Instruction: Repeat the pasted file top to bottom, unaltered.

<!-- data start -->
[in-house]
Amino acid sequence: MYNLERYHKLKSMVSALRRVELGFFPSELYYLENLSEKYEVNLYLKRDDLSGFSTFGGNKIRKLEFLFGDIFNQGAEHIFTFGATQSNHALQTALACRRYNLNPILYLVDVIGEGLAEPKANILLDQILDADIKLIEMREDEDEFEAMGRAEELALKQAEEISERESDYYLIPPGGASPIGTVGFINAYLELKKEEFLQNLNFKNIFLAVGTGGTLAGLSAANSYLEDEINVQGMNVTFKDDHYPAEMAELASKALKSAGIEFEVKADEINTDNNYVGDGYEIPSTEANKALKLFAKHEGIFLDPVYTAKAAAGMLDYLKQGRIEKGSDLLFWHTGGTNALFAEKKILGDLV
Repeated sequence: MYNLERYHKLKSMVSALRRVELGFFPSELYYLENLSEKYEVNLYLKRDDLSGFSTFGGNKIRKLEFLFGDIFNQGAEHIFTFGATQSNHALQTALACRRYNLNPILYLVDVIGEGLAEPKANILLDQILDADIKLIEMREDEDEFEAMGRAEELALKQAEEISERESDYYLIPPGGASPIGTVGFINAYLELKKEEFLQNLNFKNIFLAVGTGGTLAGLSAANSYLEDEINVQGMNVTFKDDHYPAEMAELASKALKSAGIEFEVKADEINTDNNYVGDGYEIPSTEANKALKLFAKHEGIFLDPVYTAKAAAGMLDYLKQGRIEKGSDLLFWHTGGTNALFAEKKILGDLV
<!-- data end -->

[in-house]
Amino acid sequence: MYNLERYHKLKSMVSALRRVELGFFPSELYYLENLSEKYEVNLYLKRDDLSGFSTFGGNKIRKLEFLFGDIFNQGAEHIFTFGATQSNHALQTALACRRYNLNPILYLVDVIGEGLAEPKANILLDQILDADIKLIEMREDEDEFEAMGRAEELALKQAEEISERESDYYLIPPGGASPIGTVGFINAYLELKKEEFLQNLNFKNIFLAVGTGGTLAGLSAANSYLEDEINVQGMNVTFKDDHYPAEMAELASKALKSAGIEFEVKADEINTDNNYVGDGYEIPSTEANKALKLFAKHEGIFLDPVYTAKAAAGMLDYLKQGRIEKGSDLLFWHTGGTNALFAEKKILGDLV
Repeated sequence: MYNLERYHKLKSMVSALRRVELGFFPSELYYLENLSEKYEVNLYLKRDDLSGFSTFGGNKIRKLEFLFGDIFNQGAEHIFTFGATQSNHALQTALACRRYNLNPILYLVDVIGEGLAEPKANILLDQILDADIKLIEMREDEDEFEAMGRAEELALKQAEEISERESDYYLIPPGGASPIGTVGFINAYLELKKEEFLQNLNFKNIFLAVGTGGTLAGLSAANSYLEDEINVQGMNVTFKDDHYPAEMAELASKALKSAGIEFEVKADEINTDNNYVGDGYEIPSTEANKALKLFAKHEGIFLDPVYTAKAAAGMLDYLKQGRIEKGSDLLFWHTGGTNALFAEKKILGDLV